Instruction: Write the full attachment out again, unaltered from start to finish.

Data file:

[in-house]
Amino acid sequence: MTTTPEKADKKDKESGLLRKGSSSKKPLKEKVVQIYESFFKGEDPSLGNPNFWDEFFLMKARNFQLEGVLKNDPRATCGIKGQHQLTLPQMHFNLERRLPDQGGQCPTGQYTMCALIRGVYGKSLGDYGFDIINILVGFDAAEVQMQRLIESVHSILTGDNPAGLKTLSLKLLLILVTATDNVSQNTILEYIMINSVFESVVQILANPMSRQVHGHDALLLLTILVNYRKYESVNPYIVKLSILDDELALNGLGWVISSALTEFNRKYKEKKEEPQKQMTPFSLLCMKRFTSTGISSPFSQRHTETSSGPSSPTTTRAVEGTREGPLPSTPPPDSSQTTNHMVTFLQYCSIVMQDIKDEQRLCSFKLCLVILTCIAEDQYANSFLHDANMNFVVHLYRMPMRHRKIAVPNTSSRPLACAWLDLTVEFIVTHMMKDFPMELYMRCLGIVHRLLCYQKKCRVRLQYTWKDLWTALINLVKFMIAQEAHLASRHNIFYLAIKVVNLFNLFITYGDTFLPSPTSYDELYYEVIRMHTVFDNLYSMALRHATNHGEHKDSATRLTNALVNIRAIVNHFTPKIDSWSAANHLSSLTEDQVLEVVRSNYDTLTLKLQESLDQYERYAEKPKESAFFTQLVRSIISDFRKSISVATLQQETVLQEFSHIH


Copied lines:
[in-house]
Amino acid sequence: MTTTPEKADKKDKESGLLRKGSSSKKPLKEKVVQIYESFFKGEDPSLGNPNFWDEFFLMKARNFQLEGVLKNDPRATCGIKGQHQLTLPQMHFNLERRLPDQGGQCPTGQYTMCALIRGVYGKSLGDYGFDIINILVGFDAAEVQMQRLIESVHSILTGDNPAGLKTLSLKLLLILVTATDNVSQNTILEYIMINSVFESVVQILANPMSRQVHGHDALLLLTILVNYRKYESVNPYIVKLSILDDELALNGLGWVISSALTEFNRKYKEKKEEPQKQMTPFSLLCMKRFTSTGISSPFSQRHTETSSGPSSPTTTRAVEGTREGPLPSTPPPDSSQTTNHMVTFLQYCSIVMQDIKDEQRLCSFKLCLVILTCIAEDQYANSFLHDANMNFVVHLYRMPMRHRKIAVPNTSSRPLACAWLDLTVEFIVTHMMKDFPMELYMRCLGIVHRLLCYQKKCRVRLQYTWKDLWTALINLVKFMIAQEAHLASRHNIFYLAIKVVNLFNLFITYGDTFLPSPTSYDELYYEVIRMHTVFDNLYSMALRHATNHGEHKDSATRLTNALVNIRAIVNHFTPKIDSWSAANHLSSLTEDQVLEVVRSNYDTLTLKLQESLDQYERYAEKPKESAFFTQLVRSIISDFRKSISVATLQQETVLQEFSHIH